I haven’t written much in a while, and for people who enjoy my blog, I’m sorry for that. Honestly, I’ve been enjoying my summer, trying to set up several projects for launch in the fall, and take a little extra time with family. Then the family goes and gives me something to write about.
Yesterday, Honeybun and I had our first ultrasound. We found out we were expecting the Monday night before our wedding (as hilariously detailed in Episode 54 of Two Guys, One Podcast), and we’ve been ecstatic ever since, researching baby names, filling registries, remaking the house etc. But we’d both been on pins and needles to SEE the kid once and for all. Honeybun talks about “verification”. It’s not that she doesn’t believe she’s pregnant (she’s showing all the obvious signs, including having felt the baby move in the past few weeks), but just that sometimes she feels crazy because the symptoms and the hormones and the well…if you’ve ever been pregnant or lived with someone who has, you understand.
So there we were, smiling and starving for a look. When we got more than we’d bargained for when we SAW not one, but two bambinos. Twins, though there are ZERO sets of twins on my side of the family for generations back on either side, and just one set on Honeybun’s side of the family. Twins, though Honeybun was on birth control (again, as hilariously detailed in Episode 54!) and I’d said we needed to wait AT LEAST a year or two before adding even one more member to the family. Twins. Oh my.
So what does that kind of information do to you? For Honeybun and I it was astonishment, then elation (holy crap, we’ll get to do two kids, but all at once and still retire on time, woohoo!), then a little panic (holy crap, we’re going to have to feed four children for most of the next two decades or so!), then a lot of nervousness and fear. As any parent can tell you, the vast UNKNOWN terrible thing is the worst part of being a parent. It sits on your shoulder, weighing you down as you go about your job and the carpool and kickball in the back yard. The vast UNKNOWN terrible thing (or the VUTT as I like to call it) is what replaces the boogeyman and monsters in the closet for grownups. The VUTT is what you read about happening to other people’s children in the paper, the million different syndromes, conditions, diagnoses and labels that you fear your unborn child might have that will somehow make his/her way in life just a little harder, when you already know it’s plenty hard enough. The VUTT is the bus accident you heard about in the next town over or the school shooting you saw on the news. It’s cancer, it’s diabetes, it’s depression, it’s Down’s Syndrome it’s Parkinson’s disease, it’s congenital heart failure and male pattern baldness.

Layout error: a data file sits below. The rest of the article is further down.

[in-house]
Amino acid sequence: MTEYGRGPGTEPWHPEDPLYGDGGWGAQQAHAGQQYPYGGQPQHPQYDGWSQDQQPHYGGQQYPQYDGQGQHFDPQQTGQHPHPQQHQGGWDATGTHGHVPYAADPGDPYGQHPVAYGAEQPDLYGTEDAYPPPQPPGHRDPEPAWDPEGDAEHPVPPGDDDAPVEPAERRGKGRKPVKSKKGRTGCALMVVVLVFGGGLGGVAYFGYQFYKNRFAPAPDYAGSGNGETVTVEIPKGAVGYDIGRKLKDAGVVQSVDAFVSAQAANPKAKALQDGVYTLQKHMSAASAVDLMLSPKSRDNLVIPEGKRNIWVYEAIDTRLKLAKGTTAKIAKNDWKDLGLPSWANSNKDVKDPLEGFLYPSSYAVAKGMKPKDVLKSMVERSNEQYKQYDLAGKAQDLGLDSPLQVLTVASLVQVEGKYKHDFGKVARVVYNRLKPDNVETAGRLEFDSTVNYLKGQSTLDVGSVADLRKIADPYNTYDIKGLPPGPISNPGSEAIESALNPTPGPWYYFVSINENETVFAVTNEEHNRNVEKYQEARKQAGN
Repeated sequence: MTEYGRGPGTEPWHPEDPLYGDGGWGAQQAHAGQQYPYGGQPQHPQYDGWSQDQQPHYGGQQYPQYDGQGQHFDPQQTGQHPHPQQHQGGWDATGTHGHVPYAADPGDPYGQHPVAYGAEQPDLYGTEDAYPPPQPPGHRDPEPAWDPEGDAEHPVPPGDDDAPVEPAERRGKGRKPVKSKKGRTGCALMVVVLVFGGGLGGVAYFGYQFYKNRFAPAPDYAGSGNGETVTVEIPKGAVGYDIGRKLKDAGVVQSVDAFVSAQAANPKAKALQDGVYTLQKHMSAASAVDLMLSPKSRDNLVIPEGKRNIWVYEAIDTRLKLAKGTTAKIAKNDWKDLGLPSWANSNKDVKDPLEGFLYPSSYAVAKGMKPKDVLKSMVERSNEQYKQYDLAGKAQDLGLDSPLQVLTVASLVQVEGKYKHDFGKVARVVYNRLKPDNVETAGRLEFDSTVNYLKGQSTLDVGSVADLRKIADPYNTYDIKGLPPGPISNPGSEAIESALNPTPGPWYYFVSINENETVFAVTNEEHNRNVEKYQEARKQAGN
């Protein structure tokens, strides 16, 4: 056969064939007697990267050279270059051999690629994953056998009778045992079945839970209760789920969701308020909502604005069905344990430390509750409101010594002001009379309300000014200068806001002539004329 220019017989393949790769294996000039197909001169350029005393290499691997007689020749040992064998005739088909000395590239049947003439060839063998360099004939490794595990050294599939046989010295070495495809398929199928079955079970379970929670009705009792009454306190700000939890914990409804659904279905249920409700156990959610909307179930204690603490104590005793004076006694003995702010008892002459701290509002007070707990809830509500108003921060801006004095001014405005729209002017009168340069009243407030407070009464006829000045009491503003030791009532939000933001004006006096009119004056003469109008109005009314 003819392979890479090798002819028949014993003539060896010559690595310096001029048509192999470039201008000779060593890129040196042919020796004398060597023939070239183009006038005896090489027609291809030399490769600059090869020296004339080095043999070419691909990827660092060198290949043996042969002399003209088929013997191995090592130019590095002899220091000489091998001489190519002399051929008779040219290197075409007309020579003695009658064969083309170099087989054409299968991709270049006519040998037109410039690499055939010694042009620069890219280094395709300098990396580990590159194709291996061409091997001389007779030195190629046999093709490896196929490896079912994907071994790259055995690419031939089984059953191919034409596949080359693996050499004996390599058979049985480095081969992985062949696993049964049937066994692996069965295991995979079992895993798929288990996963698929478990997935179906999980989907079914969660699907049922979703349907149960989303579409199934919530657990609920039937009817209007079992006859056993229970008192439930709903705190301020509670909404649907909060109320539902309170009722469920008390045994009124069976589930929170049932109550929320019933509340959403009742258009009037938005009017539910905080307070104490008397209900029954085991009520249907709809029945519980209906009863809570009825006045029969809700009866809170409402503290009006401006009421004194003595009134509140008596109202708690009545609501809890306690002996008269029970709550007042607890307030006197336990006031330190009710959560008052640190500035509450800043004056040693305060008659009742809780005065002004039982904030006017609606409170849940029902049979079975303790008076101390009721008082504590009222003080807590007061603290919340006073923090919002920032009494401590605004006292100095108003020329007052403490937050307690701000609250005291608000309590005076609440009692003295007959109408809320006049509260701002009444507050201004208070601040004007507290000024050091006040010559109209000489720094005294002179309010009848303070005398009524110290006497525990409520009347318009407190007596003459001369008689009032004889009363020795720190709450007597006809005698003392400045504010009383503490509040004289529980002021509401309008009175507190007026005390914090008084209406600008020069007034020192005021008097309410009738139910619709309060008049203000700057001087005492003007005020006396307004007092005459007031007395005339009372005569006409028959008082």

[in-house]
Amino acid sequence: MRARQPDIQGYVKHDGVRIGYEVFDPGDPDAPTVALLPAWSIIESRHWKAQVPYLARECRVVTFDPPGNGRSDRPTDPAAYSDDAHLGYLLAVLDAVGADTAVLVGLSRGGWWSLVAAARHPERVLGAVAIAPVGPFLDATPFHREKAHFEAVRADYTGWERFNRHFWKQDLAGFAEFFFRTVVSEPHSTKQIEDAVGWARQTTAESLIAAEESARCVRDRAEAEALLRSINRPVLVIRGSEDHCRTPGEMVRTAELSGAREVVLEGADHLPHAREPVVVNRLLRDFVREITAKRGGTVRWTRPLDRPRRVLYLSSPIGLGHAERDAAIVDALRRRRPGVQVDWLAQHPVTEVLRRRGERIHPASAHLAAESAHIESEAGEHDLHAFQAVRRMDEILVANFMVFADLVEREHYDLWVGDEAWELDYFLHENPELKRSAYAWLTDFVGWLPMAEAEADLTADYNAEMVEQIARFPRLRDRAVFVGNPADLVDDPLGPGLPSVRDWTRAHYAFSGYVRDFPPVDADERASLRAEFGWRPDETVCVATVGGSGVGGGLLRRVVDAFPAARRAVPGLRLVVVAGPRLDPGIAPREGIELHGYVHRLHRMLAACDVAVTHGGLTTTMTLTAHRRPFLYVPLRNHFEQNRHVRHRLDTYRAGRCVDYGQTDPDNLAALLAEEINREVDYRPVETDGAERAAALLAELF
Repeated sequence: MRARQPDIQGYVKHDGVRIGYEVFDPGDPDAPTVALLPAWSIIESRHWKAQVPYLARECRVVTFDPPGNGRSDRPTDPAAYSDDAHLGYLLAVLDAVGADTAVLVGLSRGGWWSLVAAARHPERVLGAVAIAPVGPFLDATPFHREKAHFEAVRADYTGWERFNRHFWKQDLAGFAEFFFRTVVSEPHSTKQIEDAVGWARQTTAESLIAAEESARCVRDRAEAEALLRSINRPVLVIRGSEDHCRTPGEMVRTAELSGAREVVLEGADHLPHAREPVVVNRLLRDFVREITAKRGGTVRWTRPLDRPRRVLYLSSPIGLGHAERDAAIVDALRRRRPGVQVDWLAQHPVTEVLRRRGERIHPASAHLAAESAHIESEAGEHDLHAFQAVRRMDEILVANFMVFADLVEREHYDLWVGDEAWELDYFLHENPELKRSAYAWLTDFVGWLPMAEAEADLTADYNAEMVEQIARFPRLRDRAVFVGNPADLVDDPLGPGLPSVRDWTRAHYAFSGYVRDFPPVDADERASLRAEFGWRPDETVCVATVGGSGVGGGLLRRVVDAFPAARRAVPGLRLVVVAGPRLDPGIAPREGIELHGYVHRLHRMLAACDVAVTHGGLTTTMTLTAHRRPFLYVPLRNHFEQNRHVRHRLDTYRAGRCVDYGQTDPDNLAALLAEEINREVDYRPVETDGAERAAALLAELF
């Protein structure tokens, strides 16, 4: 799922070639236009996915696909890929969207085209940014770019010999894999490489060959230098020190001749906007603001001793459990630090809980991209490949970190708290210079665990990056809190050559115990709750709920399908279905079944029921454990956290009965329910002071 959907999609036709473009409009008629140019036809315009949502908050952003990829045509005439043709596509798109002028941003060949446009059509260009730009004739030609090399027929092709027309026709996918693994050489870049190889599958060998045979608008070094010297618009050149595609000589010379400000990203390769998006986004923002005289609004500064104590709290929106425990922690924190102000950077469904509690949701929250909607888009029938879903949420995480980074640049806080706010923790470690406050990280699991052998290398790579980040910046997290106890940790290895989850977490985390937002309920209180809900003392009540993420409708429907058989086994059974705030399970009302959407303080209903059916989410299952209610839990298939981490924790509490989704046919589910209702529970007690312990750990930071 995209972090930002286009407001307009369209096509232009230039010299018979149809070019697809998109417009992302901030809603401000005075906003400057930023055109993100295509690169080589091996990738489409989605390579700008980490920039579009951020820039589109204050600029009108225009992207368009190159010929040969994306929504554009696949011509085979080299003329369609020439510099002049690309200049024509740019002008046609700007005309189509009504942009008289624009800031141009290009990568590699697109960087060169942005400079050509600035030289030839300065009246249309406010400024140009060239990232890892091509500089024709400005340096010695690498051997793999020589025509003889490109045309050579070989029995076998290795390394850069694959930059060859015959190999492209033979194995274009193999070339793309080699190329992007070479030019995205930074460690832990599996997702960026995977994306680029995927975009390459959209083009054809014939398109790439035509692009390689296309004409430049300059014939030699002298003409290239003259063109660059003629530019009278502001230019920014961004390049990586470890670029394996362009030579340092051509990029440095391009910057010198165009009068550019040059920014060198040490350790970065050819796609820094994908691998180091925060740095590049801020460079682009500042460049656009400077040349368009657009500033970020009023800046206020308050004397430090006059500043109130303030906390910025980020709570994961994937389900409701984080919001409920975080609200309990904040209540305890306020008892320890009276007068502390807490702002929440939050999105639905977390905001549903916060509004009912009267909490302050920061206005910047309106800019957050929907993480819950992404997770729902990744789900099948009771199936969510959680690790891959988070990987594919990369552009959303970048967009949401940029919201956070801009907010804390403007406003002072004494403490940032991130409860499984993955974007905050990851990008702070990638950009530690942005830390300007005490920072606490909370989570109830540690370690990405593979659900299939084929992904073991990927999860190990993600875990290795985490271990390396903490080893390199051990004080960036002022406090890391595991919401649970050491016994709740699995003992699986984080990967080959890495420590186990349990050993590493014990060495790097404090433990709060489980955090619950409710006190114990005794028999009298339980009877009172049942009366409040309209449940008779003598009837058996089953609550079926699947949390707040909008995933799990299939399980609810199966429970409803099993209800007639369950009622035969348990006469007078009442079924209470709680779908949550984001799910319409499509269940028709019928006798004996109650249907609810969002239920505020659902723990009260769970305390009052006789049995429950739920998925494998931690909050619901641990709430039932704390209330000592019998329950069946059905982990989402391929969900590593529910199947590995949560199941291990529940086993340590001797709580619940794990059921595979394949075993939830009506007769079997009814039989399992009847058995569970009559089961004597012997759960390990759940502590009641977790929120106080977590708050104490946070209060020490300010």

It is the terrible secret of our genes and the cruel twist of fate and there is nothing that can be done about it.
The VUTT descended on Honeybun last night, in a full double portion, as befits the news of Twins. She’d feared and dreamed and hoped for our child already, of course, but last night just before we climbed in bed it hit her with all it had. She bent under the force, as I have time and time again. Parents, if you haven’t cried a few tears thinking about all the ways you can’t possibly hope to protect your kids, then I question your parenting. Or at least your humanity. But my Honeybun surprised me, as she has since the day I met her. She immediately saw the VUTT for what it is. Motivation. Listen to that scary little voice on your shoulder, feel it’s weight from time to time, and then carry it for your kids. Make sure it keeps you from ever forgetting a seat belt, or a locked medicine cabinet, let it make you understand how important every moment with your children is, and how few there really are when you add them all up.
We created the boogeyman and monsters under the bed and in the deep woods to keep children in line, and perhaps Someone greater than us gives us the VUTT for the very same reason.
We’re scared. And humbled. And excited. And blessed.
And thankful to everyone who’s dealt with the VUTT or Twins or blended families or parenting before us. And thankful for the love and support we’ve already been shown. As Son #1 said about Honeybun and me getting married, “My family is getting bigger with love!”
Amen, kid. Amen.